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"Some Pig" Comes To The Big Screen
"When kids read the book, it becomes their introduction to the cycle of life,” says Dakota Fanning, who stars on-screen in the live-action adaptation of Charlotte's Web. "There are so many messages to the book and the movie. I'm honored that I got to bring Fern to life.”

"I remember my old hardcover edition of the book, with the etching of Fern and Wilbur on the cover,” says Julia Roberts, who brings voice to Charlotte, the spider that saves Wilbur's life. "It's a classic story and I'm excited to bring it to a new generation in this way.”

"Charlotte's Web” began its journey to the screen when producer Jordan Kerner, previously the producer of such hits as "Fried Green Tomatoes,” "The Mighty Ducks,” "George of the Jungle,” "Inspector Gadget,” and many others, read E.B. White's book to his young daughters. Kerner's mother had read the book to him as a child, and he remembered it fondly.

While reading it to his children, "One of my daughters asked me, ‘Why did Fern leave Wilbur at the fair before she knew he was going to be safe?'” Kerner recollects. "That's when I knew that this was a movie that had to be made. All of the questions that flood into us when we're three or four years old – questions of life and death, how long we're going to live, and what's going to happen to those we love – stay with us and resonate even more strongly as we age and have children of our own.”

Moreover, the story champions the kind of bedrock values that appeal to audiences of all kinds: young and old, individuals and families. "The story is enduring because of its ideas – selflessness, friendship, and the creation of family where there was none before,” says Kerner, noting that these are issues anyone, young or old, can relate to. "We really wanted to make this movie for all audiences, not just families,” he says.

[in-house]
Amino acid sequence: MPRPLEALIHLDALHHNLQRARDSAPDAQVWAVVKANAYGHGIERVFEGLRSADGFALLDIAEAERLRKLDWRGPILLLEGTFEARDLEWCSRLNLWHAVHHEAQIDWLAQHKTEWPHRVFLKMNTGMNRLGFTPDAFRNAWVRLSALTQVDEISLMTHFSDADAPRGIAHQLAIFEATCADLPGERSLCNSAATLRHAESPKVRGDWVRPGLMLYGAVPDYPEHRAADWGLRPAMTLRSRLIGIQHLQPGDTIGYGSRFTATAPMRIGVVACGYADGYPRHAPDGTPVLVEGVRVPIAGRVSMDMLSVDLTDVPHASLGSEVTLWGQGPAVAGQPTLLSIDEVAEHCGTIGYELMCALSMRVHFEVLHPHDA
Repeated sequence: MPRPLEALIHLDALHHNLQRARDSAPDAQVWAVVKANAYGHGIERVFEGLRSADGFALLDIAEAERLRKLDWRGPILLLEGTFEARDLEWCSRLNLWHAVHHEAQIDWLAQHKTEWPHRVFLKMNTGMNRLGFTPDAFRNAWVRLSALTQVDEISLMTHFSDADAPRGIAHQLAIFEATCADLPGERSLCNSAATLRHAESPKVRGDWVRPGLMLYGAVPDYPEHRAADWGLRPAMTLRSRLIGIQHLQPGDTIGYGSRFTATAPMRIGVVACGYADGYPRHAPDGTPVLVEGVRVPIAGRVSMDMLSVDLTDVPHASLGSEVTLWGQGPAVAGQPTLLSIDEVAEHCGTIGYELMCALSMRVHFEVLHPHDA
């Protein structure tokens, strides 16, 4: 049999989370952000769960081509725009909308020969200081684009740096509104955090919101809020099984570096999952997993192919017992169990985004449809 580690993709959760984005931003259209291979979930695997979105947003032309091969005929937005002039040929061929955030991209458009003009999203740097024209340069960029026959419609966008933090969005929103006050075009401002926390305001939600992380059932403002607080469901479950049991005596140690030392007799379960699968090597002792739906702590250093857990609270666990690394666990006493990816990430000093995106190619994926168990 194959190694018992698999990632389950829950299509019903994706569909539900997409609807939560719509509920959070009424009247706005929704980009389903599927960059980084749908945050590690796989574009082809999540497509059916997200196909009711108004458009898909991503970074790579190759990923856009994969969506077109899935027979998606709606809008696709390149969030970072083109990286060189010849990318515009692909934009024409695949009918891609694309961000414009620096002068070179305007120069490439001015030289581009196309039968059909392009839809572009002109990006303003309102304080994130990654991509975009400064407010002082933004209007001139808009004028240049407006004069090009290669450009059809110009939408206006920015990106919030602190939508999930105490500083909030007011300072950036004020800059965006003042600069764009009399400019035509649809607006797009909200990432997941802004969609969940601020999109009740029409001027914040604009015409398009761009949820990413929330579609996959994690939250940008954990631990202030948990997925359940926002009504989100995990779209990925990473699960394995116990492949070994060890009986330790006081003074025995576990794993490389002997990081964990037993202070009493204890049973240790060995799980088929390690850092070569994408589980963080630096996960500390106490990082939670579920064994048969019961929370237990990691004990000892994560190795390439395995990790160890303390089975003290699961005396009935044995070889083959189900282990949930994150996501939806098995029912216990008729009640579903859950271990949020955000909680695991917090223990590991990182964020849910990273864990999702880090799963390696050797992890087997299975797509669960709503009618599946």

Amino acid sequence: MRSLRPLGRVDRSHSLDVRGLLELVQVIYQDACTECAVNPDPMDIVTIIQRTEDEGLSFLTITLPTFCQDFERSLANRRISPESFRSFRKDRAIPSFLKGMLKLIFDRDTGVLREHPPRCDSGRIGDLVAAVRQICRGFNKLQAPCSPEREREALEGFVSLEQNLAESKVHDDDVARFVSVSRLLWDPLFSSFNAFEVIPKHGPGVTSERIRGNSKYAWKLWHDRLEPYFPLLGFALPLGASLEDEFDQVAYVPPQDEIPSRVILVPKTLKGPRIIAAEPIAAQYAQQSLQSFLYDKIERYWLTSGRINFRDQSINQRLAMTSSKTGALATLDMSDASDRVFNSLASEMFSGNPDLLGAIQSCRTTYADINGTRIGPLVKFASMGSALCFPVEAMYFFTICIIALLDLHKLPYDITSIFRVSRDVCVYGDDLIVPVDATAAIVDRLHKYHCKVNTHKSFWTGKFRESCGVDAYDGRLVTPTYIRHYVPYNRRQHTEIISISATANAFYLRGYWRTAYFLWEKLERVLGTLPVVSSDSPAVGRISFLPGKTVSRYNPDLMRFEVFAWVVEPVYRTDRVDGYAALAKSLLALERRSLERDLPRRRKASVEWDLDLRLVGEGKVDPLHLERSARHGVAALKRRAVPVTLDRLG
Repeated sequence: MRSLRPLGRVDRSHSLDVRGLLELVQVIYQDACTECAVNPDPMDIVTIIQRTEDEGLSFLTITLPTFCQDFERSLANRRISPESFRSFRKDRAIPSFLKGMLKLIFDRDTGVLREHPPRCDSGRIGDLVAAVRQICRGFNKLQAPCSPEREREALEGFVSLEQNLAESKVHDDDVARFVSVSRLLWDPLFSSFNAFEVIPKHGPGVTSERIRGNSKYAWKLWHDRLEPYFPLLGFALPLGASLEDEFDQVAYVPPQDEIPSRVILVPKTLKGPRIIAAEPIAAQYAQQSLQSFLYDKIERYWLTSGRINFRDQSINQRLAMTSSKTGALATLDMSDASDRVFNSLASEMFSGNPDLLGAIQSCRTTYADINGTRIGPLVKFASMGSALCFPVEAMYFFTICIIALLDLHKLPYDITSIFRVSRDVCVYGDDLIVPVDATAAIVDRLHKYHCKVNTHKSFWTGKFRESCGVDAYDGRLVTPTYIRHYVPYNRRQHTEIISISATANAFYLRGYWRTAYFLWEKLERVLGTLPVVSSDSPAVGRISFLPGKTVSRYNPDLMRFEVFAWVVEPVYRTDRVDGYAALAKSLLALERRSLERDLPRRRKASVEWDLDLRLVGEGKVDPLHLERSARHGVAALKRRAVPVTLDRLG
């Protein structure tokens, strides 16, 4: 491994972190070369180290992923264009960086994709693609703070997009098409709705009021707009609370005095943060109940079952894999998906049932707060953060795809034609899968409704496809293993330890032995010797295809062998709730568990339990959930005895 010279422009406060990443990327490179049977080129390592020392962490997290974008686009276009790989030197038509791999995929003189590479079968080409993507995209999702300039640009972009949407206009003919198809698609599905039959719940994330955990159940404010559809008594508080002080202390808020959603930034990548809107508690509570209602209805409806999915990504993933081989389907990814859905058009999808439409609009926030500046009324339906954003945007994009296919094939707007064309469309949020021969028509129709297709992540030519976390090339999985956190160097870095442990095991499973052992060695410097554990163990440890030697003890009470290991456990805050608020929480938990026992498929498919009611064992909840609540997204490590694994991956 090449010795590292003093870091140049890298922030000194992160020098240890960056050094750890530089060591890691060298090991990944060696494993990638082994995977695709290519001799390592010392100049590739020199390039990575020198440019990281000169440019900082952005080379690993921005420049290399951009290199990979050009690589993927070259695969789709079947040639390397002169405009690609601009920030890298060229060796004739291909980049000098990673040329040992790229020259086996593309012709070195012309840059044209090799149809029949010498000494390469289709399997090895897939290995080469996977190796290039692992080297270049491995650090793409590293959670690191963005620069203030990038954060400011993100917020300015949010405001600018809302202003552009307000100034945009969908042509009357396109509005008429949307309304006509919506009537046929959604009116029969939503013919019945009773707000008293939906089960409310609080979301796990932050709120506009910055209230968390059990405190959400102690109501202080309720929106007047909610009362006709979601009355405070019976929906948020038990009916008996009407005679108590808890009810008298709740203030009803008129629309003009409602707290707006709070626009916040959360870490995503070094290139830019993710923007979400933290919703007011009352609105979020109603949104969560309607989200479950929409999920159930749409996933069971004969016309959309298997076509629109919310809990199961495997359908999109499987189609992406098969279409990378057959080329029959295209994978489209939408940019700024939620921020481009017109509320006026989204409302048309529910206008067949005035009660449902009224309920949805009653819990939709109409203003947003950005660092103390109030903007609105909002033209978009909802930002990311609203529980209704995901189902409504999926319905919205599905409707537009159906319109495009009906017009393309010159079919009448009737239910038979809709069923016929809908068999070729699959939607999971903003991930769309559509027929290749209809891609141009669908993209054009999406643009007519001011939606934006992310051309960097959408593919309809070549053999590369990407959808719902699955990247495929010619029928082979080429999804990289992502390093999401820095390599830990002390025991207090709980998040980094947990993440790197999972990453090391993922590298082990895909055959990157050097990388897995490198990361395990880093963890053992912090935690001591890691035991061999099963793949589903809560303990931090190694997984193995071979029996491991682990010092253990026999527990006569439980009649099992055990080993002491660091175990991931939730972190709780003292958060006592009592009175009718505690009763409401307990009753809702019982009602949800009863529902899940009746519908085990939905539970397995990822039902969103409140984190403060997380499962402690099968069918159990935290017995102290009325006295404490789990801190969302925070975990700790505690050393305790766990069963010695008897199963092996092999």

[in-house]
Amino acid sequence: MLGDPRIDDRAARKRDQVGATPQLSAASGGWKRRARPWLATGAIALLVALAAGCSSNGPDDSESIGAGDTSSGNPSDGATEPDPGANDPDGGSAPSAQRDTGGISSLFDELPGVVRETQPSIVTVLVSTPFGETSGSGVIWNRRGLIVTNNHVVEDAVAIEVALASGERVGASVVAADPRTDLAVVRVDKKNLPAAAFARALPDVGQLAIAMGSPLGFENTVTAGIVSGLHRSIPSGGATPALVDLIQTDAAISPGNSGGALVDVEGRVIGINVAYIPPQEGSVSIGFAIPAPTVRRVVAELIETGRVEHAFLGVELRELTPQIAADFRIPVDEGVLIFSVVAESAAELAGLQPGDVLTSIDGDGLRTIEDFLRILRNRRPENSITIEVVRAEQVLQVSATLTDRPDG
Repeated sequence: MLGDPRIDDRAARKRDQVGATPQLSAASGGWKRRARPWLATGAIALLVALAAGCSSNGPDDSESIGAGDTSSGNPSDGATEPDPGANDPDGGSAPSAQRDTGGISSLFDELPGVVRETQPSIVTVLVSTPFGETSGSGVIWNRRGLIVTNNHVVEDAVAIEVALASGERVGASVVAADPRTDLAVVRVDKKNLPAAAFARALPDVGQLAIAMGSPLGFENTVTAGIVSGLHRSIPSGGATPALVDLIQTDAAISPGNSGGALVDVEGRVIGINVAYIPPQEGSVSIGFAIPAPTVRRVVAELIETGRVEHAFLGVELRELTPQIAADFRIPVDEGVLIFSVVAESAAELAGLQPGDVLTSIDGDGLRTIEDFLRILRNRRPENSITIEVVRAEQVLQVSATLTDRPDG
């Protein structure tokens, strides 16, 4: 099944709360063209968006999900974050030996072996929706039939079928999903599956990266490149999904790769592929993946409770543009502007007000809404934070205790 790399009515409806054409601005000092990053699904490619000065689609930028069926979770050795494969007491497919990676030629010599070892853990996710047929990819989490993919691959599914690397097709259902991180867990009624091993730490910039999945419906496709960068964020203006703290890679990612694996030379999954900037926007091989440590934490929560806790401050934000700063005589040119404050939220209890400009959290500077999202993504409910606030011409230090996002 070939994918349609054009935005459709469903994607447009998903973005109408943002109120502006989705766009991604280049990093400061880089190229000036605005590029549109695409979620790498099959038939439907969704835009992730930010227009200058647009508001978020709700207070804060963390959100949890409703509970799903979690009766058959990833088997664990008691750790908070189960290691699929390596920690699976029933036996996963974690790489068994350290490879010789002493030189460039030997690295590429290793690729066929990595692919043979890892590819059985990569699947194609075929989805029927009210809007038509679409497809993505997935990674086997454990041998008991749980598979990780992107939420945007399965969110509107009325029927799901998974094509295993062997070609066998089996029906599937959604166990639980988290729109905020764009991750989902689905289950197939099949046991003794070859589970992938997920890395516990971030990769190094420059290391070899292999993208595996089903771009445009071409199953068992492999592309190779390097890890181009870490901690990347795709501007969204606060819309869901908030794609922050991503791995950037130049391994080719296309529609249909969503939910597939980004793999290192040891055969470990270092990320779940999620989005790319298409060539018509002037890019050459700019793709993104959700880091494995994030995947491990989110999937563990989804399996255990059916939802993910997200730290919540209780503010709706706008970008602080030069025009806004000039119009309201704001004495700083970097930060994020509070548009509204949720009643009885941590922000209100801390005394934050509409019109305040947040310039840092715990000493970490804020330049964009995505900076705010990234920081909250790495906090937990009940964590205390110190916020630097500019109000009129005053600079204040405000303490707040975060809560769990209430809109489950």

Kerner wrote a 28-page outline with executive producer and Kerner Entertainment production head Paul Neesan. In addition to finding inspiration from the book, Kerner and Neesan spent a great deal of time researching E.B. White at the English department of Cornell University, from which White graduated and where his papers and other personal archives are kept. As a result, says Kerner, "throughout the movie there are many references to E.B. White's life, and we've used much of his own dialogue,” says Kerner.

One example of a change from the book that is drawn from Kerner's and Neesan's research is the opening. White had labored over eight different drafts of the book; in his final version, he decides upon opening the morning after the pigs are born. Fern is setting the table for breakfast with her mother when she asks, "Where's Papa going with that ax?” 

The filmmakers chose an earlier draft for its cinematic and dramatic qualities: John Arable, Fern's father, is in the barn and sees that his sow has given birth and that there are too many piglets for the mother to feed. Fern also wakes to the noise and runs out to the barn; seeing her father with the ax, she stops him from killing Wilbur.

With their story in place, the filmmakers' focus turned to the script. The producers knew that they wanted to stay fundamentally true to White's novel. Kerner had admired the work of screenwriter Susannah Grant, specifically "Erin Brockovich,” which earned Grant an Oscar nomination. "She wrote a beautiful screenplay,” he says.

To add a little humor and edge to the characters, the producers turned to Karey Kirkpatrick, who has contributed to such films as "Chicken Run,” "James and the Giant Peach,” and "Over the Hedge.” "Karey gave tremendous life to the barnyard characters, and also added the comedic touch,” praises Kerner.

Achieving the right balance of comedic elements was essential. "We knew we couldn't make the humor cultural or topical, but we wanted to make it smart. Yet we had to appeal to the young kids, while still preser

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